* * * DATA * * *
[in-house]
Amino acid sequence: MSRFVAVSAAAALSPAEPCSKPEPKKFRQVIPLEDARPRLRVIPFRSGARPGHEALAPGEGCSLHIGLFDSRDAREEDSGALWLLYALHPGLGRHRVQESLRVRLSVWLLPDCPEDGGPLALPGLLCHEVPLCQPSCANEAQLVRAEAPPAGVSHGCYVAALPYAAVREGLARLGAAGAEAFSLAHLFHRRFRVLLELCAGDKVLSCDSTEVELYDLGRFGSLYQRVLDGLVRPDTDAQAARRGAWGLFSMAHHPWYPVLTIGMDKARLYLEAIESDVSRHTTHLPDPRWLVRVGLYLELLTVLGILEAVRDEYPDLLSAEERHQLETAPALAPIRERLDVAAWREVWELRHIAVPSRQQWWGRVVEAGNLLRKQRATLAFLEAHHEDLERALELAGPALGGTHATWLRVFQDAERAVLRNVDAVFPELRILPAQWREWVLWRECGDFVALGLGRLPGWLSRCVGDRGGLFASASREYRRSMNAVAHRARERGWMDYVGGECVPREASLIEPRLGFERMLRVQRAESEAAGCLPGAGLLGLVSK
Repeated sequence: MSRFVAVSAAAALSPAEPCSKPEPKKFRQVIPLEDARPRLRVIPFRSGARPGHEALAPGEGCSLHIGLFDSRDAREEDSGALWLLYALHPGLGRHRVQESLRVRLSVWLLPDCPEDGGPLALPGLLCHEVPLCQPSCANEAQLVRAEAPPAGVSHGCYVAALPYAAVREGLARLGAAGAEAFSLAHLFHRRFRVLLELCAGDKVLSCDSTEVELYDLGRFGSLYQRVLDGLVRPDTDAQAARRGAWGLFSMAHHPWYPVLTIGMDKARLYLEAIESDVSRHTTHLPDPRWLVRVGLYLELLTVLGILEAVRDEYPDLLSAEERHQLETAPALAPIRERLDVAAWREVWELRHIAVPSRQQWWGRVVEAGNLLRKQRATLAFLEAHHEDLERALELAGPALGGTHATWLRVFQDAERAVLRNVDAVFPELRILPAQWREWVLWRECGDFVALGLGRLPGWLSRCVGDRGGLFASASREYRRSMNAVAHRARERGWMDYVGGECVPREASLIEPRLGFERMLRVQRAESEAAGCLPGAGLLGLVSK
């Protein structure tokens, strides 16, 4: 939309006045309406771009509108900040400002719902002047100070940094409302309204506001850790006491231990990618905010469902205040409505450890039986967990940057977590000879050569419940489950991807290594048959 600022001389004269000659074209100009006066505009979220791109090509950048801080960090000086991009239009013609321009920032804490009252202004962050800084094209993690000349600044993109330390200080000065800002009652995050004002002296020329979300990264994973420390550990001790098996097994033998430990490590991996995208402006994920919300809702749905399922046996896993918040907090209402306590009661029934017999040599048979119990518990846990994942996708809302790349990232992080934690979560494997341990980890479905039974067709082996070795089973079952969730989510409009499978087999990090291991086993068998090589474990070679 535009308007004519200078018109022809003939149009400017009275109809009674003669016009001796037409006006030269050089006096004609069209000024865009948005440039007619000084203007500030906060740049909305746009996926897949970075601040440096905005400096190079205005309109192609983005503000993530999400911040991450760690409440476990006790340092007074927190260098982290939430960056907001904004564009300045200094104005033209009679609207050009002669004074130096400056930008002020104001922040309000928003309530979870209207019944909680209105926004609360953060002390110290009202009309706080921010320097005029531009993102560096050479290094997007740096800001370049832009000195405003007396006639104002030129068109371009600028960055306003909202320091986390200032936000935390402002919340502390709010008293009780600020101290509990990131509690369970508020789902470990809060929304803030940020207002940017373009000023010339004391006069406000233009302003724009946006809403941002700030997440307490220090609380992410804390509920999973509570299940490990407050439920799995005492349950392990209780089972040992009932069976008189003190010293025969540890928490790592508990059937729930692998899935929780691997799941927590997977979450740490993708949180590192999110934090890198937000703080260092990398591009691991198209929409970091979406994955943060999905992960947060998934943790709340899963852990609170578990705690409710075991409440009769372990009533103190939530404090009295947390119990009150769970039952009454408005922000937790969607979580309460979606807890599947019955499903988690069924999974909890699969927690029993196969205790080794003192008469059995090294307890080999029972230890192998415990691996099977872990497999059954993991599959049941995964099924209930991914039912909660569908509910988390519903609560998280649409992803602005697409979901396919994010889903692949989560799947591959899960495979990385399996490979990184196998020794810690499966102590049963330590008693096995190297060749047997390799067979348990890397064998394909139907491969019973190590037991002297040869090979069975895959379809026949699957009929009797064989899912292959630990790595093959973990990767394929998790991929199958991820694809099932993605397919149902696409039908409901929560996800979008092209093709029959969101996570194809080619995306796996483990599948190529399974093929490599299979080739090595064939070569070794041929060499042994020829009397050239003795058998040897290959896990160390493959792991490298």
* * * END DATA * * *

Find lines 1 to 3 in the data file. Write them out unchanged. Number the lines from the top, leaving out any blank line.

[in-house]
Amino acid sequence: MSRFVAVSAAAALSPAEPCSKPEPKKFRQVIPLEDARPRLRVIPFRSGARPGHEALAPGEGCSLHIGLFDSRDAREEDSGALWLLYALHPGLGRHRVQESLRVRLSVWLLPDCPEDGGPLALPGLLCHEVPLCQPSCANEAQLVRAEAPPAGVSHGCYVAALPYAAVREGLARLGAAGAEAFSLAHLFHRRFRVLLELCAGDKVLSCDSTEVELYDLGRFGSLYQRVLDGLVRPDTDAQAARRGAWGLFSMAHHPWYPVLTIGMDKARLYLEAIESDVSRHTTHLPDPRWLVRVGLYLELLTVLGILEAVRDEYPDLLSAEERHQLETAPALAPIRERLDVAAWREVWELRHIAVPSRQQWWGRVVEAGNLLRKQRATLAFLEAHHEDLERALELAGPALGGTHATWLRVFQDAERAVLRNVDAVFPELRILPAQWREWVLWRECGDFVALGLGRLPGWLSRCVGDRGGLFASASREYRRSMNAVAHRARERGWMDYVGGECVPREASLIEPRLGFERMLRVQRAESEAAGCLPGAGLLGLVSK
Repeated sequence: MSRFVAVSAAAALSPAEPCSKPEPKKFRQVIPLEDARPRLRVIPFRSGARPGHEALAPGEGCSLHIGLFDSRDAREEDSGALWLLYALHPGLGRHRVQESLRVRLSVWLLPDCPEDGGPLALPGLLCHEVPLCQPSCANEAQLVRAEAPPAGVSHGCYVAALPYAAVREGLARLGAAGAEAFSLAHLFHRRFRVLLELCAGDKVLSCDSTEVELYDLGRFGSLYQRVLDGLVRPDTDAQAARRGAWGLFSMAHHPWYPVLTIGMDKARLYLEAIESDVSRHTTHLPDPRWLVRVGLYLELLTVLGILEAVRDEYPDLLSAEERHQLETAPALAPIRERLDVAAWREVWELRHIAVPSRQQWWGRVVEAGNLLRKQRATLAFLEAHHEDLERALELAGPALGGTHATWLRVFQDAERAVLRNVDAVFPELRILPAQWREWVLWRECGDFVALGLGRLPGWLSRCVGDRGGLFASASREYRRSMNAVAHRARERGWMDYVGGECVPREASLIEPRLGFERMLRVQRAESEAAGCLPGAGLLGLVSK